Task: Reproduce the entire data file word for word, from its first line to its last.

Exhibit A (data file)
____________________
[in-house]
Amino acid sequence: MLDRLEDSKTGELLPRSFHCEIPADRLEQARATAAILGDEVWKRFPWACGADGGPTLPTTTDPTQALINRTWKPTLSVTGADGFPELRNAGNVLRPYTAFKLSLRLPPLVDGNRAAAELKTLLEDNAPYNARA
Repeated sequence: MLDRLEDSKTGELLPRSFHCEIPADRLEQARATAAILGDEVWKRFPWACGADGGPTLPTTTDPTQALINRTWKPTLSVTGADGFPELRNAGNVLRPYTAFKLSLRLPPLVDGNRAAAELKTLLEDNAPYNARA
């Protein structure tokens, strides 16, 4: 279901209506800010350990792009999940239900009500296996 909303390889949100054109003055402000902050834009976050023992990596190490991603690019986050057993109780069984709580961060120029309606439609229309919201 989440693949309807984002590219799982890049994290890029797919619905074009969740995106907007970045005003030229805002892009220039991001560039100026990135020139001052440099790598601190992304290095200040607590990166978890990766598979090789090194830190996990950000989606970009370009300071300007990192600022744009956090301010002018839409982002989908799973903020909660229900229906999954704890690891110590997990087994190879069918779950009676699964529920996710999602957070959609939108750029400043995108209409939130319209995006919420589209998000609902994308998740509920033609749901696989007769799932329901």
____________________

[in-house]
Amino acid sequence: MLDRLEDSKTGELLPRSFHCEIPADRLEQARATAAILGDEVWKRFPWACGADGGPTLPTTTDPTQALINRTWKPTLSVTGADGFPELRNAGNVLRPYTAFKLSLRLPPLVDGNRAAAELKTLLEDNAPYNARA
Repeated sequence: MLDRLEDSKTGELLPRSFHCEIPADRLEQARATAAILGDEVWKRFPWACGADGGPTLPTTTDPTQALINRTWKPTLSVTGADGFPELRNAGNVLRPYTAFKLSLRLPPLVDGNRAAAELKTLLEDNAPYNARA
């Protein structure tokens, strides 16, 4: 279901209506800010350990792009999940239900009500296996 909303390889949100054109003055402000902050834009976050023992990596190490991603690019986050057993109780069984709580961060120029309606439609229309919201 989440693949309807984002590219799982890049994290890029797919619905074009969740995106907007970045005003030229805002892009220039991001560039100026990135020139001052440099790598601190992304290095200040607590990166978890990766598979090789090194830190996990950000989606970009370009300071300007990192600022744009956090301010002018839409982002989908799973903020909660229900229906999954704890690891110590997990087994190879069918779950009676699964529920996710999602957070959609939108750029400043995108209409939130319209995006919420589209998000609902994308998740509920033609749901696989007769799932329901």